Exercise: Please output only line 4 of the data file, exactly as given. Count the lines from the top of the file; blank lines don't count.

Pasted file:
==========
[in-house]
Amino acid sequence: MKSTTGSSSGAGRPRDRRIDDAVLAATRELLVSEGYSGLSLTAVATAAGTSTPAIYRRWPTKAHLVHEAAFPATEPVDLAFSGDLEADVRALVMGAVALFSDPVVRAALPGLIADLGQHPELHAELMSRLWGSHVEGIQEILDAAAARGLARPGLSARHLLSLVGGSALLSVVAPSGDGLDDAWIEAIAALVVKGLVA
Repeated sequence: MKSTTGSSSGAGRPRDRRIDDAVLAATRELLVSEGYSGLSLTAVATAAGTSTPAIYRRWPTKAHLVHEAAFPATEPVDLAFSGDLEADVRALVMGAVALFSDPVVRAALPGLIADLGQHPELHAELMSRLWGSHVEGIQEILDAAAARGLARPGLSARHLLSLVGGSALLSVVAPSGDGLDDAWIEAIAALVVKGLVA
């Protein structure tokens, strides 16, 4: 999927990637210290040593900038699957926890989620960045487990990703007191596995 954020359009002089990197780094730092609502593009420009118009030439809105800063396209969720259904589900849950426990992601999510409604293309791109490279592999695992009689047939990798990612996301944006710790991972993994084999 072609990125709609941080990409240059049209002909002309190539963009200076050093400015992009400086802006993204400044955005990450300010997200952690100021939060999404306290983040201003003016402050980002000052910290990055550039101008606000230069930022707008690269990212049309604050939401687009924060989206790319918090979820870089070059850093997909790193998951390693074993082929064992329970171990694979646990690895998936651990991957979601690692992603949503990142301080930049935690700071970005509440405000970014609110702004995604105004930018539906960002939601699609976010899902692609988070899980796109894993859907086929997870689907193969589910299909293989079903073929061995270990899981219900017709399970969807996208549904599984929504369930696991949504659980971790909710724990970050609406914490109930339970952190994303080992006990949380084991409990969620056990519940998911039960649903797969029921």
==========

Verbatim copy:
């Protein structure tokens, strides 16, 4: 999927990637210290040593900038699957926890989620960045487990990703007191596995 954020359009002089990197780094730092609502593009420009118009030439809105800063396209969720259904589900849950426990992601999510409604293309791109490279592999695992009689047939990798990612996301944006710790991972993994084999 072609990125709609941080990409240059049209002909002309190539963009200076050093400015992009400086802006993204400044955005990450300010997200952690100021939060999404306290983040201003003016402050980002000052910290990055550039101008606000230069930022707008690269990212049309604050939401687009924060989206790319918090979820870089070059850093997909790193998951390693074993082929064992329970171990694979646990690895998936651990991957979601690692992603949503990142301080930049935690700071970005509440405000970014609110702004995604105004930018539906960002939601699609976010899902692609988070899980796109894993859907086929997870689907193969589910299909293989079903073929061995270990899981219900017709399970969807996208549904599984929504369930696991949504659980971790909710724990970050609406914490109930339970952190994303080992006990949380084991409990969620056990519940998911039960649903797969029921």